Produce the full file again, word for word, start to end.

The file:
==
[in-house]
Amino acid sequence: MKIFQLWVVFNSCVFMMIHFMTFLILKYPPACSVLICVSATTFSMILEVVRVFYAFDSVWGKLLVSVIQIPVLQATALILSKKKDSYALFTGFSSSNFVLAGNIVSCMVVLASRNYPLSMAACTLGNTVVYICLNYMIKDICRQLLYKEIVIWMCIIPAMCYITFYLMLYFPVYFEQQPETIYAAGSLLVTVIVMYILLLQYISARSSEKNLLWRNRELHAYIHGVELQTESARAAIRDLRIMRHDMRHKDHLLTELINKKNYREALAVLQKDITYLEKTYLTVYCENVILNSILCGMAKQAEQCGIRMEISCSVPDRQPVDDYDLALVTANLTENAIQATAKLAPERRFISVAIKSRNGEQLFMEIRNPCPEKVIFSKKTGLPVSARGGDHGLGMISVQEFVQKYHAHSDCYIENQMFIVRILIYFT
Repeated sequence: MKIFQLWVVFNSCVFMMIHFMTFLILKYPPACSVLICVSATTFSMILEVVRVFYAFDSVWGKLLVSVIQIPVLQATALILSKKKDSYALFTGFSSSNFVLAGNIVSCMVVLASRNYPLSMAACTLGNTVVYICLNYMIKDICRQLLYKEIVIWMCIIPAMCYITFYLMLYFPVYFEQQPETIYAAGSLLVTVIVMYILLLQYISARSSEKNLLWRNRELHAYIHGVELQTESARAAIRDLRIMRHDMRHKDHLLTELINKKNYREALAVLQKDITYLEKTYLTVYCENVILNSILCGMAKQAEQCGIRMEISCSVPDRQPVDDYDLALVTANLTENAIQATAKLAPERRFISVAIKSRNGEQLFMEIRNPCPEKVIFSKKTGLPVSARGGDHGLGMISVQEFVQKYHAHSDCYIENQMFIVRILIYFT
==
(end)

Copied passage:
[in-house]
Amino acid sequence: MKIFQLWVVFNSCVFMMIHFMTFLILKYPPACSVLICVSATTFSMILEVVRVFYAFDSVWGKLLVSVIQIPVLQATALILSKKKDSYALFTGFSSSNFVLAGNIVSCMVVLASRNYPLSMAACTLGNTVVYICLNYMIKDICRQLLYKEIVIWMCIIPAMCYITFYLMLYFPVYFEQQPETIYAAGSLLVTVIVMYILLLQYISARSSEKNLLWRNRELHAYIHGVELQTESARAAIRDLRIMRHDMRHKDHLLTELINKKNYREALAVLQKDITYLEKTYLTVYCENVILNSILCGMAKQAEQCGIRMEISCSVPDRQPVDDYDLALVTANLTENAIQATAKLAPERRFISVAIKSRNGEQLFMEIRNPCPEKVIFSKKTGLPVSARGGDHGLGMISVQEFVQKYHAHSDCYIENQMFIVRILIYFT
Repeated sequence: MKIFQLWVVFNSCVFMMIHFMTFLILKYPPACSVLICVSATTFSMILEVVRVFYAFDSVWGKLLVSVIQIPVLQATALILSKKKDSYALFTGFSSSNFVLAGNIVSCMVVLASRNYPLSMAACTLGNTVVYICLNYMIKDICRQLLYKEIVIWMCIIPAMCYITFYLMLYFPVYFEQQPETIYAAGSLLVTVIVMYILLLQYISARSSEKNLLWRNRELHAYIHGVELQTESARAAIRDLRIMRHDMRHKDHLLTELINKKNYREALAVLQKDITYLEKTYLTVYCENVILNSILCGMAKQAEQCGIRMEISCSVPDRQPVDDYDLALVTANLTENAIQATAKLAPERRFISVAIKSRNGEQLFMEIRNPCPEKVIFSKKTGLPVSARGGDHGLGMISVQEFVQKYHAHSDCYIENQMFIVRILIYFT